In this second example, we observe especially that a commitment to the three-self formula by the RCA missionary was a key tool in the development and maintenance of a healthy, ongoing friendship between the new indigenous churches and the foreign missionaries and their sending denomination.

A third example of a commitment to the three-self formula self-governing, self-propagating, and self-supporting churches, is found in the mission work of the Christian Reformed Church of North America (CRC) in the Southwest United States with the Navaho and Zuni tribal nations. In a striking 1946 speech for the fiftieth anniversary commemoration of the labors of the CRC among the Navaho and the Zuni, John C. De Korne said that

I hope that there will not even be an Indian mission of the Christian Reformed Church a quarter of a century from now! By that time there should be a strong native church…, and the native leadership can take its rightful place in the maintenance and development of the church of God in the great Southwest.5

This statement conveys the conviction that the mission churches in the Southwest, comprised of members of the Zuni and Navaho nations, should be able on their own to self-govern, self-propagate, and self-support their own local churches within the federation family as full sister congregations.

That this was the goal of CRC foreign mission work among in the Southwest U.S. was confirmed again by Dick H. Walters in an article “The Reformed Approach,” part of the book Reformed Evangelism: A Manual on Principles and Methods of Evangelization. In the section about the necessary covenantal approach to Reformed evangelism and its specific application, he describes in his own words the matter of the three-self formula in missions as it also applies to local evangelism:

  1. Seek to work on the Indigenous principle. The word “indigenous” means “native born.” It is the principle of the local or native responsibility. Too often we apply this term only in foreign missions, when we speak of the organization of the “indigenous” or native church. It is a good principle. It honors God’s own work among those whom He brings into His fold….6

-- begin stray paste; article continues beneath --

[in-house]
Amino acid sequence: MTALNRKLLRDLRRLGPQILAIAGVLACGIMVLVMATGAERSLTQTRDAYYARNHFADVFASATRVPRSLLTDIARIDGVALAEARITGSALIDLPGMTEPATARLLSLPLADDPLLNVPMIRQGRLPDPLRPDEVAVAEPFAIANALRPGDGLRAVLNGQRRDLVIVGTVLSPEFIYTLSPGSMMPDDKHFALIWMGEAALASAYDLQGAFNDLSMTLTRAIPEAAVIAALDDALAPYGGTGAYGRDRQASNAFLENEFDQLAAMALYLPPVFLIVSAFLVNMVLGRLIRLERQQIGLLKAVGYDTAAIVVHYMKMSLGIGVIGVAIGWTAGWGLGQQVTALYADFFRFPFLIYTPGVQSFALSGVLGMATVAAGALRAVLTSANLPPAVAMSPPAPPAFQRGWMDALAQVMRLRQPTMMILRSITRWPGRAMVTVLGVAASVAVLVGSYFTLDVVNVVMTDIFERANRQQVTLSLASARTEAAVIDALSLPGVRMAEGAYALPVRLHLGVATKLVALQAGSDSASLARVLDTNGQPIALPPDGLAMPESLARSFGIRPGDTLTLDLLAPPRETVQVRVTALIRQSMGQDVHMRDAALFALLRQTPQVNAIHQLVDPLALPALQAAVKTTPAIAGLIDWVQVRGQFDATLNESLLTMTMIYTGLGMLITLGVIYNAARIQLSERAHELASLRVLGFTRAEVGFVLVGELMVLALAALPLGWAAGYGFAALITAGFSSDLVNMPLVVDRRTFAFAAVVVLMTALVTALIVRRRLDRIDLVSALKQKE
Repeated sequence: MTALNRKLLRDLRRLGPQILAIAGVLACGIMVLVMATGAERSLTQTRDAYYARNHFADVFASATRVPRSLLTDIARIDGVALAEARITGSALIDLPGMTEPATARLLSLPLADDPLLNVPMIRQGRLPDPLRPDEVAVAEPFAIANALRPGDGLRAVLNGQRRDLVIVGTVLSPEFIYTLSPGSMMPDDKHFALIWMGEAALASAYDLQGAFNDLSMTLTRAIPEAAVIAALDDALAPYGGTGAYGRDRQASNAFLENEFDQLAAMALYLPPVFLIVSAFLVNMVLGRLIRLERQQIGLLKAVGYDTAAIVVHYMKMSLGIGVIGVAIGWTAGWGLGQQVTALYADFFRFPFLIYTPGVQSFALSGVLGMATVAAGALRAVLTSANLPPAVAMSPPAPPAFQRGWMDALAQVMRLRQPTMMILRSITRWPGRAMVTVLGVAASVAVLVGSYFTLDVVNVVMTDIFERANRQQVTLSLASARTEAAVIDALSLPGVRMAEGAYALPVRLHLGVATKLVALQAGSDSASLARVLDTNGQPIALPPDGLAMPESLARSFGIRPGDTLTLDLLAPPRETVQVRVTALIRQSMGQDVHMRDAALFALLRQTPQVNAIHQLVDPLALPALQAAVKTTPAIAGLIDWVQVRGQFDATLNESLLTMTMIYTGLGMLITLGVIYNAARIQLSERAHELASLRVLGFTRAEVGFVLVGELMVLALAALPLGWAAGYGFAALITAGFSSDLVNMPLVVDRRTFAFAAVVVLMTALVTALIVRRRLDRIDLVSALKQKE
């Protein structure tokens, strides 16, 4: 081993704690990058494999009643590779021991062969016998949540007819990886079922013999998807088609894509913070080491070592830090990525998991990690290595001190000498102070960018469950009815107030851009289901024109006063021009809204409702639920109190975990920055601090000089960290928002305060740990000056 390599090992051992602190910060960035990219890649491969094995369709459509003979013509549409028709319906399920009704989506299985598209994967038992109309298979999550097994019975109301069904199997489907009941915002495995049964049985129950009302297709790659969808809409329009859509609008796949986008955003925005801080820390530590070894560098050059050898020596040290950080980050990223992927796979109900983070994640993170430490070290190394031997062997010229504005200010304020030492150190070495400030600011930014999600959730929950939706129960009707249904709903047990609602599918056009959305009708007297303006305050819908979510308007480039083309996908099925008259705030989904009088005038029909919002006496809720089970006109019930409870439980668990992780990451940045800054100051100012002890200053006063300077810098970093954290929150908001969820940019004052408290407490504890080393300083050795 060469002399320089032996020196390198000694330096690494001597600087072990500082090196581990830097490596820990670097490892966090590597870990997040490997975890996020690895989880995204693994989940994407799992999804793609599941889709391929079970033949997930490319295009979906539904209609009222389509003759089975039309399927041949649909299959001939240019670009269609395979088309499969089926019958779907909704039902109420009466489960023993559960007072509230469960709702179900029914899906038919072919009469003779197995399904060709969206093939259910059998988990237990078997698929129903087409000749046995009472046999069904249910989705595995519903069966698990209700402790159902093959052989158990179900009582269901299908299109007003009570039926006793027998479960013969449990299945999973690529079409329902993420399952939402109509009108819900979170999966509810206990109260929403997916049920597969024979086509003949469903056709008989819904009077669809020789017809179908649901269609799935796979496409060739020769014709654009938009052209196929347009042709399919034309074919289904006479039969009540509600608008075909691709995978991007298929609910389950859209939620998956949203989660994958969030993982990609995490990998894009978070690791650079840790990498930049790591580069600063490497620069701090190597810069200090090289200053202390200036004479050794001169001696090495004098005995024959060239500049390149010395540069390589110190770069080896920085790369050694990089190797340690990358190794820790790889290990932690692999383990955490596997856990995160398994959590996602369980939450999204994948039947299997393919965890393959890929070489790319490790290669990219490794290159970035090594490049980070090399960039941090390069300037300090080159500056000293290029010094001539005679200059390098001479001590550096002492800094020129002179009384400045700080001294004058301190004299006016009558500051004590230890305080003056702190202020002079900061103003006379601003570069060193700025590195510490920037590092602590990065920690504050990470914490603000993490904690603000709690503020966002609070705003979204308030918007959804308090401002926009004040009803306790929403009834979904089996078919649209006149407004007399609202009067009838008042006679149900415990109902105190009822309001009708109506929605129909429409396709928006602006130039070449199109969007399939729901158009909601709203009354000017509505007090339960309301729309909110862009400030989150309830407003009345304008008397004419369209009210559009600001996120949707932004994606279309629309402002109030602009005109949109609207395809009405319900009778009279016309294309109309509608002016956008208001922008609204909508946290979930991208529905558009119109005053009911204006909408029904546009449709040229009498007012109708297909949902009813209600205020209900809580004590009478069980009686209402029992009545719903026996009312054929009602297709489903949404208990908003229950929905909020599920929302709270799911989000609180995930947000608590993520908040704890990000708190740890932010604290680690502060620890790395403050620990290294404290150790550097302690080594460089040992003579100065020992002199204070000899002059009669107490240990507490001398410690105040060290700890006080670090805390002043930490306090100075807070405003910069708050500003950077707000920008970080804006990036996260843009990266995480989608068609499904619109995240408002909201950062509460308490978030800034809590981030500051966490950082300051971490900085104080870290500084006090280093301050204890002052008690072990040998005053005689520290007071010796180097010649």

The “foreign missions” to which he alludes included the work of the CRC among the Navaho and the Zuni in the Southwest U.S.7 In foreign missions, the CRC was committed to the goal of native churches whose work of maintaining the threefold marks of a true church and exercising the keys of the kingdom of heaven was fulfilled as a “native responsibility.” That commitment was necessary because it honored “God’s own work among those whom He brings into His fold.” Although that thought was not developed any further, it does imply a connection between the three-self formula and the catholicity of the church. The words “His fold” is a reference to John 10:16 and the “other sheep” of the Good Shepherd. Of course, those “other sheep” are the elect sheep gathered into His sheepfold from many nations, tribes, and languages. Local, visible manifestations of the sheepfold of Christ are indigenous church institutes within their respective nations, tribes, and languages as self-governing, self-propagating, and self-supporting churches.

In this third example, we observe that the doctrine of the catholicity of the Christ’s church was understood as a reason for the establishment of fully-functioning, native American churches, characterized by the three-self formula.

In the next article, we will look at more historical examples from Reformed and Presbyterian foreign missions.


 

1 The Arcot mission in India of the RCA under the work of the Scudder missionary brothers began there in 1819. That area includes the familiar city of Vellore.

2 Eugene P. Heideman, From Mission to Church: The Reformed Church in America Mission to India, (Grand Rapids, MI: Wm. B. Eerdmans, 2001), x.

3 Heideman, Mission, 80.

4 Pablo A. Deiros, KEMP: The Story of John R. and Mabel Kempers, Founders of the Reformed Church in America Mission in Chiapas, Mexico. (Grand Rapids: Wm. B. Eerdmans, 2016), 481-82.

5 John C. De Korne, “What Hath God Wrought!” in Navaho and Zuni for Christ, Dr. J. C. De Korne, editor (Grand Rapids: Christian Reformed Board of Missions, 1947), 204.

6 D. H. Walters, “The Reformed Approach” in Reformed Evangelism: A Manual of Principles and Practices (Grand Rapids, MI: Baker Book House, 1948), 81.

7 Walters, “Reformed Approach,” 77.